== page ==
The housing sector closed out 2003 with a rush, sowing concerns about sustainability in 2004. After all, home sales and single-family starts soared to record highs in the latter part of last year and the nation’s homeownership rate climbed to a record 68.6% by the fourth quarter. Even the multifamily sector joined the party, powered by a vibrant condo market. All in all, a tough act to follow!
We’re still short on housing market data for early 2004. However, the evolving positive performances by the real economy (finally involving the job market), as well as by the stock and bond markets, presumably are providing solid footings for housing demand — particularly for owner-occupied units. Indeed, weekly data on applications for mortgages to buy homes (MBA series) have been quite strong since the end of 2003 as mortgage rates have hung around 5.7%. Mortgage refinancings also have increased, opening up the opportunity for cash-out refi's for many home owners.
NAHB’s official forecast envisions modest slippage in home sales and housing production as 2004 moves along, and the projected erosion is associated with a projected updrift in the interest rate structure. It remains to be seen whether or not that pattern will materialize. Stay tuned.
The federal budget moves to center stage in the evolving political debates …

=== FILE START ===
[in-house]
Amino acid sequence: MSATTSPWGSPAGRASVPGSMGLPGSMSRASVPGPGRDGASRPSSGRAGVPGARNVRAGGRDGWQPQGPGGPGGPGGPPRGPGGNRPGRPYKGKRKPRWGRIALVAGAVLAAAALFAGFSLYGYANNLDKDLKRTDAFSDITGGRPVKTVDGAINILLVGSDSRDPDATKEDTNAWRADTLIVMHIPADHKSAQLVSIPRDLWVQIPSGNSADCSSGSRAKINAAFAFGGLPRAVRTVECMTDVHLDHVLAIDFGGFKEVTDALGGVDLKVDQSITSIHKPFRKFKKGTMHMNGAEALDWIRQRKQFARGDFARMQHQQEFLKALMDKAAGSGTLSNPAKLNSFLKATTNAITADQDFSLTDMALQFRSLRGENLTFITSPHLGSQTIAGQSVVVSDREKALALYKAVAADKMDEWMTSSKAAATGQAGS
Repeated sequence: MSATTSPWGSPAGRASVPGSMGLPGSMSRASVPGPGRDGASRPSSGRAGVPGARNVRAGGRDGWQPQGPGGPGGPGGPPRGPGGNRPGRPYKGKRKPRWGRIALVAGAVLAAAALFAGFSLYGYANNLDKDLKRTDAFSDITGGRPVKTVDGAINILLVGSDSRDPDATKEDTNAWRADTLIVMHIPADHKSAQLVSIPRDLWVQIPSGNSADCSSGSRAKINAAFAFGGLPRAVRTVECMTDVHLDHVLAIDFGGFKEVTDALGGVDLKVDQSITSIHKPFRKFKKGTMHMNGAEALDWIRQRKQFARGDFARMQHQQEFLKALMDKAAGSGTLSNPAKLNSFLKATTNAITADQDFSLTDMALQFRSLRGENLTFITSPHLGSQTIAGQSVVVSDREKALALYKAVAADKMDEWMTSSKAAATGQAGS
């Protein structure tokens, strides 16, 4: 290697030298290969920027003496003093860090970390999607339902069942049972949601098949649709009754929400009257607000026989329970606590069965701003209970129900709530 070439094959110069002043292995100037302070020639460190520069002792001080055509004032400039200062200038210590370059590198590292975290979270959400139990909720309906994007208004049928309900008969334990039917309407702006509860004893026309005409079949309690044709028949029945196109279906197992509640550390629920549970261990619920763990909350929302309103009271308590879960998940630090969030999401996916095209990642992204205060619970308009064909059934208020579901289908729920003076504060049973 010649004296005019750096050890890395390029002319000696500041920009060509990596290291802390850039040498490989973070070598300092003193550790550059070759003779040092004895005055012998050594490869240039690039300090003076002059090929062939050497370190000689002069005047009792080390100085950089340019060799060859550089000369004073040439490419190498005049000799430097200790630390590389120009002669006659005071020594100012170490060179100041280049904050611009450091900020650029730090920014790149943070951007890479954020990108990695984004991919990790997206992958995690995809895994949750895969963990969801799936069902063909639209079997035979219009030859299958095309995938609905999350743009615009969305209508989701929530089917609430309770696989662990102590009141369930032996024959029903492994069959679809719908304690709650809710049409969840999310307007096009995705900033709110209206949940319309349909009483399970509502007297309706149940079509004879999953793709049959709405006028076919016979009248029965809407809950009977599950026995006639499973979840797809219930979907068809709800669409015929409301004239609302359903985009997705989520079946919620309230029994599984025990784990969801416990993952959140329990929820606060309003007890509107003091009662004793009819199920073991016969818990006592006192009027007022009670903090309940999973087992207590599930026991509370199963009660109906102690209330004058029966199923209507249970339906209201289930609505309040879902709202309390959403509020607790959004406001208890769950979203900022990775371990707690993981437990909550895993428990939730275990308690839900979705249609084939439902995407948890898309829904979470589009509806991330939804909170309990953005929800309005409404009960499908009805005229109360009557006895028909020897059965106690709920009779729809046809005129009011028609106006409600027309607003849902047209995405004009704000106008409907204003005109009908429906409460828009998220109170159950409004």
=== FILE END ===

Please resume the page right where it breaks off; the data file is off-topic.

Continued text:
Rightly or wrongly, the federal budget deficit is turning out to be a complication for the Bush Administration as the election year gets into full swing. After all, the deficit declined and then burst into surplus during the Clinton years, and the deficit has returned with a vengeance since George W. Bush took office. The deficit hit $375 billion in fiscal 2003 and is projected by the Congressional Budget Office (CBO) and the Office of Management and Budget (OMB) to approach or exceed $500 billion in fiscal 2004 — an all-time high.
This has prompted charges of fiscal irresponsibility by the Bush Administration. The Bush camp has responded that the President inherited a flagging economy and that three years of recession and sub-par recovery can account for about half of the budget deterioration since 2000 — deterioration that is, by its nature, only temporary. Another one-fourth of the deterioration is attributed to the acceleration in federal spending for defense and homeland security, and that’s characterized as essential for the safety of U.S. citizens in today’s unstable global environment. The remaining one-fourth can be associated with the Bush tax cuts of 2001 and 2003, but the White House says those cuts should help pay for themselves over the long term by stimulating work effort, capital investment and incomes of both businesses and households.